CHIEF JUSTICE ROGER B. TANEY - AUTOGRAPH DOCUMENT TWICE SIGNED - HFSID 295410
ROGER B. TANEY His handwritten petition to the judges of the Frederick County Court Autograph Document signed twice: "R. B. Taney/Petitioner", 2 pages. 7½x12½. Undated document addressed "To the Honorable Judges of Frederick County Court"
Sale Price $552.50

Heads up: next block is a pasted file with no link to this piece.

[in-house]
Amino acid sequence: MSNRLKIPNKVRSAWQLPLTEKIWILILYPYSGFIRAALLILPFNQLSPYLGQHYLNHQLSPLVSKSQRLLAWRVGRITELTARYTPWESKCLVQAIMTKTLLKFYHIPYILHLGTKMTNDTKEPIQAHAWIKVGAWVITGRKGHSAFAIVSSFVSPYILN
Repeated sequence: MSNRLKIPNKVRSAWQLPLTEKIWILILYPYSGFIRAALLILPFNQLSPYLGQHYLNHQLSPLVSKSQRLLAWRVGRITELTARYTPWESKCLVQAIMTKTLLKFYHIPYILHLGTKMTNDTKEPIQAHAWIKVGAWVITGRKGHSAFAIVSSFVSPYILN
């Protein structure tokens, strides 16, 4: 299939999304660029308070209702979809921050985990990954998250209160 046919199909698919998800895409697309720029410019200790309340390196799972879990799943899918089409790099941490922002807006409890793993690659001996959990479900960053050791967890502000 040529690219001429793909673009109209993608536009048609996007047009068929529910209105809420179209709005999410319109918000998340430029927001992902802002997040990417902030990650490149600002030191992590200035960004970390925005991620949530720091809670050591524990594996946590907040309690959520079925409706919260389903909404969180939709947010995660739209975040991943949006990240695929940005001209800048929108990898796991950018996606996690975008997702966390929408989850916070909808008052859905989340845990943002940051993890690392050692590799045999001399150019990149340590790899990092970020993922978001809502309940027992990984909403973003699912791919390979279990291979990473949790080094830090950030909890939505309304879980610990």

ROGER B. TANEY His handwritten petition to the judges of the Frederick County Court Autograph Document signed twice: "R. B. Taney/Petitioner", 2 pages. 7½x12½. Undated document addressed "To the Honorable Judges of Frederick County Court". Petition for appeal regarding the case of George Davidson v. John Marks. Taney has signed at the bottom of his brief, and again after its title on verso. President Jackson named Roger B. Taney (1777-1864) Secretary of the Treasury on September 24, 1833, but his nomination was rejected by the Senate on June 24, 1834. Taney was the first Cabinet nominee to be rejected by the Senate. He was nominated for Associate Justice of the Supreme Court in 1835; but the Senate rejected that appointment too. In 1836, Jackson named Taney Chief Justice to succeed John Marshall. A change in the makeup of the Senate resulted in Taney's confirmation; he served until his death. Taney is chiefly remembered for his decision in the Dred Scott case, 1857, which stated that slaves were not citizens and that Congress had no power to prohibit slavery in territories. (Ironically, Taney disliked slavery and had freed his own slaves.) The Dred Scott decision, intended to settle the slavery controversy, had the opposite effect, inflaming northern sentiment and exacerbating North-South tensions. Abraham Lincoln strongly criticized the Dred Scott verdict in his 1860 campaign for President. After his election, with southern states preparing to secede from the Union, Lincoln invoked extraordinary Presidential powers to preserve the union - including suspension of habeas corpus and the trial of civilians in military courts - nearly all of which were opposed by Chief Justice Taney, who considered secession acceptable and preferable to bloodshed. This document must date from early in Taney's career, as a trial lawyer in Frederick County, Maryland. Ink light and faded (barely legible). Multiple mailing folds. Edges toned and lightly frayed. Otherwise, fine condition.
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